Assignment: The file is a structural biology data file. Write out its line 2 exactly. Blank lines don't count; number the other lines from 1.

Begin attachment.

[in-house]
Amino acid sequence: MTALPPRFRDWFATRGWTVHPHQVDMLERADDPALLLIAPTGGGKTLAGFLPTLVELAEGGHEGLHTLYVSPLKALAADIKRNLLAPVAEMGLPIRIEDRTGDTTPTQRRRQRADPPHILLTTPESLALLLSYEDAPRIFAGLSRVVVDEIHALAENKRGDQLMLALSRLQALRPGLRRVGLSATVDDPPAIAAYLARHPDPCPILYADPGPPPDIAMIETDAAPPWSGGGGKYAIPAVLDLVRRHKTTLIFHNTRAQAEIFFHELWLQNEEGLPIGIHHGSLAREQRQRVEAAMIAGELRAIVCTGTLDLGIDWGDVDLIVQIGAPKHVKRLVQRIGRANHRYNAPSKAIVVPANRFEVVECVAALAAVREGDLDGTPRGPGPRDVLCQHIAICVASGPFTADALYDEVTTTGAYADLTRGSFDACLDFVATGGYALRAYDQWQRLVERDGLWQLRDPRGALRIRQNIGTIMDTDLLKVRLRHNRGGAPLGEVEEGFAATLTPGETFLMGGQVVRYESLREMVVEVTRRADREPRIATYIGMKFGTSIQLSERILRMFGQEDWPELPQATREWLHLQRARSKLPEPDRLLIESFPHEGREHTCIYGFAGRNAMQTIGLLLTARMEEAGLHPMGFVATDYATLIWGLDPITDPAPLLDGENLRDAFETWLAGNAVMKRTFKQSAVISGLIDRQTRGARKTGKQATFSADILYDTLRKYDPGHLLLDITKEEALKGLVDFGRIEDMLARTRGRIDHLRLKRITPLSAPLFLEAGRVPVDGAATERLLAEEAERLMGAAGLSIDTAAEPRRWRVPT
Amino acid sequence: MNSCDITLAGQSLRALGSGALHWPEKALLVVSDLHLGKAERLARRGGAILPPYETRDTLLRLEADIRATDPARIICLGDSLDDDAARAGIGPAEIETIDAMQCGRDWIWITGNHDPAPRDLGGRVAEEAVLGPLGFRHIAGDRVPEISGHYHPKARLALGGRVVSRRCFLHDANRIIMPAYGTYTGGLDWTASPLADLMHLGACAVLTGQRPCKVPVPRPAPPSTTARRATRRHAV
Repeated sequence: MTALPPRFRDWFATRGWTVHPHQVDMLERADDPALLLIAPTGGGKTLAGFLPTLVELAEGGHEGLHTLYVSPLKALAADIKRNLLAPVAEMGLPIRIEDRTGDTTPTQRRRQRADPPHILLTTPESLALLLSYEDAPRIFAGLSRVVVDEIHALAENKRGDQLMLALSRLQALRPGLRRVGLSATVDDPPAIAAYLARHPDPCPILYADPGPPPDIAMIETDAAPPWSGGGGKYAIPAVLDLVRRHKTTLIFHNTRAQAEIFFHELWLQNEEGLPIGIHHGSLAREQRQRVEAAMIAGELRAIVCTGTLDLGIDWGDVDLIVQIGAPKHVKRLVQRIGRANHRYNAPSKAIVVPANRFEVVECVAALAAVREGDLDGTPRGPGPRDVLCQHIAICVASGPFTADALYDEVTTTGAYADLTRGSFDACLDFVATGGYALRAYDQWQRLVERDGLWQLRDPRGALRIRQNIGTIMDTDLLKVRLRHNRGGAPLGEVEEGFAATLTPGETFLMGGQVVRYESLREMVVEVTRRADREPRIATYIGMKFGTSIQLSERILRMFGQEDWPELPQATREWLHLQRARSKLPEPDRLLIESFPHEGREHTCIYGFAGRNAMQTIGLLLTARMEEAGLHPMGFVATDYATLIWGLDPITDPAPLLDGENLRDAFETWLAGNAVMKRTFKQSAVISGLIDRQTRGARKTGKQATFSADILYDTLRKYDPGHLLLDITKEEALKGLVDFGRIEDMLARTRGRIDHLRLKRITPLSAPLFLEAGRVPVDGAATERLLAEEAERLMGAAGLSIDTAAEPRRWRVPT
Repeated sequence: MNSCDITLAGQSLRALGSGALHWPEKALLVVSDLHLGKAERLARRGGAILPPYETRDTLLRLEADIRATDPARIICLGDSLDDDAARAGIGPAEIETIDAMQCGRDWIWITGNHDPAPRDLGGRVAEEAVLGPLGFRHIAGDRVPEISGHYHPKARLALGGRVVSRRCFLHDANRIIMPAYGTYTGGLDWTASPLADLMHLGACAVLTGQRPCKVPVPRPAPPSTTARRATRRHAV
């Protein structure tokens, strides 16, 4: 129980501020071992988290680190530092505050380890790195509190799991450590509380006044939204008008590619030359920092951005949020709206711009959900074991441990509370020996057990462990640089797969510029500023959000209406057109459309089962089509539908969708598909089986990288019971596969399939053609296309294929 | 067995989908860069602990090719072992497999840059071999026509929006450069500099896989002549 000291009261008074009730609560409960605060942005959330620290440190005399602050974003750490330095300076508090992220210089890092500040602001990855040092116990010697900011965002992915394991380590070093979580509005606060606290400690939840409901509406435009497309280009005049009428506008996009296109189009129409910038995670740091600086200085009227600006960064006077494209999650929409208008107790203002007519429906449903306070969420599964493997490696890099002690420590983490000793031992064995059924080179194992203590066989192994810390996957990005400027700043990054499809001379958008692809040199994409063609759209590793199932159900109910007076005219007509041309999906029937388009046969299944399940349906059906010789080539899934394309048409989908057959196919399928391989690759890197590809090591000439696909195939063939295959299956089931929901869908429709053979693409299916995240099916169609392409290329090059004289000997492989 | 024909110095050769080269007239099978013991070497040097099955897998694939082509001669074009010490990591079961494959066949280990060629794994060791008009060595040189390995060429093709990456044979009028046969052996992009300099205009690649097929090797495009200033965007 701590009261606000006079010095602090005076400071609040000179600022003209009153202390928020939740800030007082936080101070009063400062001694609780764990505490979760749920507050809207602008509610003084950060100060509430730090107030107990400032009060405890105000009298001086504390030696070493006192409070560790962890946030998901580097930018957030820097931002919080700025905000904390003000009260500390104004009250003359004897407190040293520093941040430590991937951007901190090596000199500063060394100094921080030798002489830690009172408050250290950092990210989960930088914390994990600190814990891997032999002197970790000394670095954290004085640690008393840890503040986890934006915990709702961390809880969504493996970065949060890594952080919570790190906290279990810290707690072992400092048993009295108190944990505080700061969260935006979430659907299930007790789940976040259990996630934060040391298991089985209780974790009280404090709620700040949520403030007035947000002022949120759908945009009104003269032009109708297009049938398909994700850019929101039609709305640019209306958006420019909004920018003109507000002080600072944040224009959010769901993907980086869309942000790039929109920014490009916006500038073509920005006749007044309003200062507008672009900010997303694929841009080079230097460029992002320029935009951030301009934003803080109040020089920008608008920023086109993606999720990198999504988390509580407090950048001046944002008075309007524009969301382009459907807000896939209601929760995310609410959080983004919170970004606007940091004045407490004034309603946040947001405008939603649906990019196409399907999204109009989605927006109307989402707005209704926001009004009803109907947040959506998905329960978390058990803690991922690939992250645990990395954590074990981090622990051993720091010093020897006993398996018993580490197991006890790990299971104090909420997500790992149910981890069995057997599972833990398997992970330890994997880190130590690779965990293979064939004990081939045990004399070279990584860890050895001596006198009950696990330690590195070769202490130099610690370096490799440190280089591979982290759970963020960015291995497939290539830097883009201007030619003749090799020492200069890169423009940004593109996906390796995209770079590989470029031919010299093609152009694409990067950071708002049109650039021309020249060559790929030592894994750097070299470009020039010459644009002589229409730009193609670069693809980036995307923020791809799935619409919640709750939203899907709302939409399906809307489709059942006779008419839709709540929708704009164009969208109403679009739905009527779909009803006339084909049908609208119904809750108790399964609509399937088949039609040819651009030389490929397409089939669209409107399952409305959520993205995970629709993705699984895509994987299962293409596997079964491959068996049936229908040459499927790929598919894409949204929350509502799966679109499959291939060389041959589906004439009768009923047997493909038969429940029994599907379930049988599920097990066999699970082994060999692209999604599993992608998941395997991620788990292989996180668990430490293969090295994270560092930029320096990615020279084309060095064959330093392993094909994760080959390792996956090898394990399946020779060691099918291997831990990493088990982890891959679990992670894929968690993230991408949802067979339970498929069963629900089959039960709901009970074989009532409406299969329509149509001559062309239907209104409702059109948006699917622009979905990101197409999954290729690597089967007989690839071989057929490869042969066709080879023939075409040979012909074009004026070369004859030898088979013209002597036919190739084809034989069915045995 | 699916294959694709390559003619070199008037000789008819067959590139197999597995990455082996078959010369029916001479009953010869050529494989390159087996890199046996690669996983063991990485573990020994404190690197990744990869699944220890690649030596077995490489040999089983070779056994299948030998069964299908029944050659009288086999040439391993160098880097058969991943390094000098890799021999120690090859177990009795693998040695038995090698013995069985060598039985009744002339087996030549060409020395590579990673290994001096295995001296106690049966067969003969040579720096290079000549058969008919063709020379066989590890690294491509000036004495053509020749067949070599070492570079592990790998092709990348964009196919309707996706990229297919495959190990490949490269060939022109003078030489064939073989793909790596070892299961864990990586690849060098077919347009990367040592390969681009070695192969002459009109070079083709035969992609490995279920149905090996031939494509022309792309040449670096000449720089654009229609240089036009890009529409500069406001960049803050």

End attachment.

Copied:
Amino acid sequence: MTALPPRFRDWFATRGWTVHPHQVDMLERADDPALLLIAPTGGGKTLAGFLPTLVELAEGGHEGLHTLYVSPLKALAADIKRNLLAPVAEMGLPIRIEDRTGDTTPTQRRRQRADPPHILLTTPESLALLLSYEDAPRIFAGLSRVVVDEIHALAENKRGDQLMLALSRLQALRPGLRRVGLSATVDDPPAIAAYLARHPDPCPILYADPGPPPDIAMIETDAAPPWSGGGGKYAIPAVLDLVRRHKTTLIFHNTRAQAEIFFHELWLQNEEGLPIGIHHGSLAREQRQRVEAAMIAGELRAIVCTGTLDLGIDWGDVDLIVQIGAPKHVKRLVQRIGRANHRYNAPSKAIVVPANRFEVVECVAALAAVREGDLDGTPRGPGPRDVLCQHIAICVASGPFTADALYDEVTTTGAYADLTRGSFDACLDFVATGGYALRAYDQWQRLVERDGLWQLRDPRGALRIRQNIGTIMDTDLLKVRLRHNRGGAPLGEVEEGFAATLTPGETFLMGGQVVRYESLREMVVEVTRRADREPRIATYIGMKFGTSIQLSERILRMFGQEDWPELPQATREWLHLQRARSKLPEPDRLLIESFPHEGREHTCIYGFAGRNAMQTIGLLLTARMEEAGLHPMGFVATDYATLIWGLDPITDPAPLLDGENLRDAFETWLAGNAVMKRTFKQSAVISGLIDRQTRGARKTGKQATFSADILYDTLRKYDPGHLLLDITKEEALKGLVDFGRIEDMLARTRGRIDHLRLKRITPLSAPLFLEAGRVPVDGAATERLLAEEAERLMGAAGLSIDTAAEPRRWRVPT